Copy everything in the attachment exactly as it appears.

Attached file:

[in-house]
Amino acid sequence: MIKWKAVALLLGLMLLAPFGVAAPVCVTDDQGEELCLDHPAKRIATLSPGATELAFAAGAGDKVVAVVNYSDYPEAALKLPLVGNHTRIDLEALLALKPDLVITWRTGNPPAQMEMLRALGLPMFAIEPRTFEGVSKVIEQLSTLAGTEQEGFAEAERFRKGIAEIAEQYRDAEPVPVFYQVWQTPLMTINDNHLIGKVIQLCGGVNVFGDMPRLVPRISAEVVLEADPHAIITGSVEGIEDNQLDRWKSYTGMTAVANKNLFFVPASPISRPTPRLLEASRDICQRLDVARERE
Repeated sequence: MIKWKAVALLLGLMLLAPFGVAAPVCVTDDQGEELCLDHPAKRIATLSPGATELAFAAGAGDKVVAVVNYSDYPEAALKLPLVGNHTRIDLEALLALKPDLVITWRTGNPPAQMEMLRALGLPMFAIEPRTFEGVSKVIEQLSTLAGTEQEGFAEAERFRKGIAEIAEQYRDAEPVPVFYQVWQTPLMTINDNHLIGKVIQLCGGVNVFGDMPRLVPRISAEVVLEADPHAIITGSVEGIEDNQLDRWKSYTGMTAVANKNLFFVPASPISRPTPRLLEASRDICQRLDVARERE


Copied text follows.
[in-house]
Amino acid sequence: MIKWKAVALLLGLMLLAPFGVAAPVCVTDDQGEELCLDHPAKRIATLSPGATELAFAAGAGDKVVAVVNYSDYPEAALKLPLVGNHTRIDLEALLALKPDLVITWRTGNPPAQMEMLRALGLPMFAIEPRTFEGVSKVIEQLSTLAGTEQEGFAEAERFRKGIAEIAEQYRDAEPVPVFYQVWQTPLMTINDNHLIGKVIQLCGGVNVFGDMPRLVPRISAEVVLEADPHAIITGSVEGIEDNQLDRWKSYTGMTAVANKNLFFVPASPISRPTPRLLEASRDICQRLDVARERE
Repeated sequence: MIKWKAVALLLGLMLLAPFGVAAPVCVTDDQGEELCLDHPAKRIATLSPGATELAFAAGAGDKVVAVVNYSDYPEAALKLPLVGNHTRIDLEALLALKPDLVITWRTGNPPAQMEMLRALGLPMFAIEPRTFEGVSKVIEQLSTLAGTEQEGFAEAERFRKGIAEIAEQYRDAEPVPVFYQVWQTPLMTINDNHLIGKVIQLCGGVNVFGDMPRLVPRISAEVVLEADPHAIITGSVEGIEDNQLDRWKSYTGMTAVANKNLFFVPASPISRPTPRLLEASRDICQRLDVARERE